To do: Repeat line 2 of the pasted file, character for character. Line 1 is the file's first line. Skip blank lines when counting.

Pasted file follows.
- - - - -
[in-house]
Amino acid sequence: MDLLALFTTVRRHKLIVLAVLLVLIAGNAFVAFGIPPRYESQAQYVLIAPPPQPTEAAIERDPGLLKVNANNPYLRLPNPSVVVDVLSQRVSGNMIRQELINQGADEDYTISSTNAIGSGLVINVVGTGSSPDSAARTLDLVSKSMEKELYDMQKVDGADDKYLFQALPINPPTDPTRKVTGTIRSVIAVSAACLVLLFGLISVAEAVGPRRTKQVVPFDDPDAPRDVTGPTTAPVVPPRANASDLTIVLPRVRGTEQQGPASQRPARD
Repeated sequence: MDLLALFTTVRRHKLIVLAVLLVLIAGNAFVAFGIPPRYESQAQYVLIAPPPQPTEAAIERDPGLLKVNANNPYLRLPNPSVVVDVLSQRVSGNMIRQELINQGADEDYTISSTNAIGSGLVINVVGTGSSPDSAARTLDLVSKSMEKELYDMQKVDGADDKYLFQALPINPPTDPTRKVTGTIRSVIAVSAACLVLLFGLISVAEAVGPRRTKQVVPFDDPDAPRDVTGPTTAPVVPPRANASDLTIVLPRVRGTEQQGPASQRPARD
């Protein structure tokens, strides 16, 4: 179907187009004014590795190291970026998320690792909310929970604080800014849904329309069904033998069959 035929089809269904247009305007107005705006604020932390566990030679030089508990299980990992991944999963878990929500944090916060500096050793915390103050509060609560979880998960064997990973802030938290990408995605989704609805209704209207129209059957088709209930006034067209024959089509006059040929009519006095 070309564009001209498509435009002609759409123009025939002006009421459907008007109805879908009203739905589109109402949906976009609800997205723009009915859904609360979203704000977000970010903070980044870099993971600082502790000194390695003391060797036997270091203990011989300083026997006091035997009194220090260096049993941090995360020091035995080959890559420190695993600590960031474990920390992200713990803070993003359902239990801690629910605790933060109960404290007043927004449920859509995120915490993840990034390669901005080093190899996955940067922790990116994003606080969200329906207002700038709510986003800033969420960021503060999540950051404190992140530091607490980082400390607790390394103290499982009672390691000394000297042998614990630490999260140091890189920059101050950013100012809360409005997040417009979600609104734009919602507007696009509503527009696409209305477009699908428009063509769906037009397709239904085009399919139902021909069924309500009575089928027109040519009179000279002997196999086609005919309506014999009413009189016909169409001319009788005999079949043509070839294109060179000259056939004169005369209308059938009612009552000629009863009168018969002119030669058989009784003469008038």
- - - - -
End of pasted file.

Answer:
Amino acid sequence: MDLLALFTTVRRHKLIVLAVLLVLIAGNAFVAFGIPPRYESQAQYVLIAPPPQPTEAAIERDPGLLKVNANNPYLRLPNPSVVVDVLSQRVSGNMIRQELINQGADEDYTISSTNAIGSGLVINVVGTGSSPDSAARTLDLVSKSMEKELYDMQKVDGADDKYLFQALPINPPTDPTRKVTGTIRSVIAVSAACLVLLFGLISVAEAVGPRRTKQVVPFDDPDAPRDVTGPTTAPVVPPRANASDLTIVLPRVRGTEQQGPASQRPARD